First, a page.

Though some people see God as a cranky old man out to get us, the Bible teaches that the triune God, who is Father, Son and Holy Spirit, passionately loves all people, even though he knows all the wrongs we have done. God, who wants to spend all eternity with each of us, eagerly awaits the homecoming of his long-lost children. He wants them to receive his grace and mercy, and enjoy their place in his family of love and joy.

In one of his sermons, famous English preacher Charles Haddon Spurgeon noted this concerning the study of God (theology):

The highest science, the loftiest specu­lation, the mightiest philosophy, which can ever engage the attention of a child of God, is the name, the nature, the person, the work, the doings, and the existence of the great God whom [Jesus] calls his Father. There is something exceedingly improving to the mind in a contemplation of the Divinity. It is a subject so vast, that all our thoughts are lost in its immensity; so deep, that our pride is drowned in its infinity. Other subjects we can compass and grapple with; in them we feel a kind of self-content, and go our way with the thought, “Behold I am wise.” But when we come to this master-science, finding that our plumb-line cannot sound its depth, and that our eagle eye cannot see its height, we turn away with the thought, that vain man would be wise, but he is like a wild ass’s colt; and with the solemn exclamation, “I am but of yesterday, and know nothing.” No subject of contemplation will tend more to humble the mind, than thoughts of God.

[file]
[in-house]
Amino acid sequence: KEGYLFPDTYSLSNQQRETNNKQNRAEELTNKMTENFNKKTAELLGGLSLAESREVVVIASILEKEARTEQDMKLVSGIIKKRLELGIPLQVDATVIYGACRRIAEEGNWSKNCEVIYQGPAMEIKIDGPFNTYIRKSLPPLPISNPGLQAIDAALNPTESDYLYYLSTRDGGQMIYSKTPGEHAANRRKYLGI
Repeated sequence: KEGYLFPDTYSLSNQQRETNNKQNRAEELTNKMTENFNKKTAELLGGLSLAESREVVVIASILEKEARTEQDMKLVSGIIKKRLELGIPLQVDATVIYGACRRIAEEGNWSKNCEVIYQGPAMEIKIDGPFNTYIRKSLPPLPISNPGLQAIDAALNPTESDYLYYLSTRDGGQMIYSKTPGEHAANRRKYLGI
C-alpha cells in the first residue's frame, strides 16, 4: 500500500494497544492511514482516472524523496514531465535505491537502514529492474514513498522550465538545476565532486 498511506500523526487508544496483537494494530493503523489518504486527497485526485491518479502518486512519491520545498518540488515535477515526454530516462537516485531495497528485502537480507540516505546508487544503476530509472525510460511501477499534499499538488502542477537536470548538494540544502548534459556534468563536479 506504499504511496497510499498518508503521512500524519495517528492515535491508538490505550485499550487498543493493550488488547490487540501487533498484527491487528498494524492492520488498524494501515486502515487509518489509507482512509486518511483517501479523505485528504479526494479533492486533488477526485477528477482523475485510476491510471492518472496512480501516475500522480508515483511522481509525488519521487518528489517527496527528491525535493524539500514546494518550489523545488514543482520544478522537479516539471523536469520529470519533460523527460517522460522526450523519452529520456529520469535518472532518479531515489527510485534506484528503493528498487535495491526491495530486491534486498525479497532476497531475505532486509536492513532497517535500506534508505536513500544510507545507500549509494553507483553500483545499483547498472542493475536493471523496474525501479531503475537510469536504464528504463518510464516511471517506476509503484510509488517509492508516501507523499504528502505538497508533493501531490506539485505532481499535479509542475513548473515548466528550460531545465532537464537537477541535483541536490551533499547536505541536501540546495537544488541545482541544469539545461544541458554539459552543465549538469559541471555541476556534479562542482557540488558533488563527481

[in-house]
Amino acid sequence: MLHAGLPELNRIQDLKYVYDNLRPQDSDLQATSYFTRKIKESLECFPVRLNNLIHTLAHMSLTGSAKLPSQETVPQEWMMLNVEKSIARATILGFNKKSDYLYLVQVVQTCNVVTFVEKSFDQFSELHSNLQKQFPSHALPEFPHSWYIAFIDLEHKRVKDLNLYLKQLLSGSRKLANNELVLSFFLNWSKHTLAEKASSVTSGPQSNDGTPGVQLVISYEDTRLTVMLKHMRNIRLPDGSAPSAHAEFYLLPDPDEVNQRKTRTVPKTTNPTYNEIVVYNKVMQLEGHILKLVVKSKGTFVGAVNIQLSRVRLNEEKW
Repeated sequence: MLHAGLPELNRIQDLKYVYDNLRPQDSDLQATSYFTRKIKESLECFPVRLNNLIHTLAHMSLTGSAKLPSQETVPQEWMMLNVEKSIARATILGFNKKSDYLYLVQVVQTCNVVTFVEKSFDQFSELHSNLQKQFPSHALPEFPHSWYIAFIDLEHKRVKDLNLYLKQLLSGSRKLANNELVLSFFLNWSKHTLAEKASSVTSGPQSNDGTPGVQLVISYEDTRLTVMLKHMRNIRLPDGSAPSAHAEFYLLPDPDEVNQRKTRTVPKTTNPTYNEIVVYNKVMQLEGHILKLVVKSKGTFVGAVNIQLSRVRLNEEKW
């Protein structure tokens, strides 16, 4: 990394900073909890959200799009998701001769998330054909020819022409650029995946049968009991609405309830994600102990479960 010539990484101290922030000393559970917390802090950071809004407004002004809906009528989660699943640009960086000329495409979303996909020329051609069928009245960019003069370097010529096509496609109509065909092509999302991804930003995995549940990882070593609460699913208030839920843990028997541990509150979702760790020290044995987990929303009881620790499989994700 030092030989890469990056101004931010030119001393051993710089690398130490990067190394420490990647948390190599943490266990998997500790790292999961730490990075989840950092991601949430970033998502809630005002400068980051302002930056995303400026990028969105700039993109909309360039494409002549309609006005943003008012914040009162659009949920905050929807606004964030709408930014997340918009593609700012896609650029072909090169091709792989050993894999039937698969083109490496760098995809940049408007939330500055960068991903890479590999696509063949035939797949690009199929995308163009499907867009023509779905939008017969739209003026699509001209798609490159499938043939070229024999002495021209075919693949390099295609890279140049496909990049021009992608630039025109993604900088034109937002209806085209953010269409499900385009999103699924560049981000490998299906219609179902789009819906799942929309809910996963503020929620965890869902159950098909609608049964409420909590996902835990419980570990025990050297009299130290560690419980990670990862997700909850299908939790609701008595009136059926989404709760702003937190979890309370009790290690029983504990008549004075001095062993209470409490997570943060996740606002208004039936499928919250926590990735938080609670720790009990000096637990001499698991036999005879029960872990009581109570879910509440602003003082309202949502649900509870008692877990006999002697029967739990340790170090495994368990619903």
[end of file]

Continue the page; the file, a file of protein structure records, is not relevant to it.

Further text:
Spurgeon reminds us that the great and central question of the Christian faith is this: Who is God? God’s answer is not a proposition, but a person: the incarnate Son of God, Jesus Christ. As the self-revelation of God, Jesus is the focal point of our knowledge of God’s nature. Throughout history, many great thinkers pondered the nature of God. The result was the doctrine of the Trinity, which was developed to counter the false teachings about God that had infiltrated the church in its first three centuries. Though the doctrine of the Trinity does not answer all questions concerning God’s nature, it helps us focus on who God is without wandering away from sound doctrine. Below are links to GCI articles on the nature of God, including ones on the doctrine of the Trinity and related topics, including our response to God. For a 424-page PDF that compiles articles about God and theology, click here.

Who is God?

Essays on theology

The doctrine of the Trinity

Articles about Jesus

Articles about the Holy Spirit

Why does God allow suffering?

Our response to God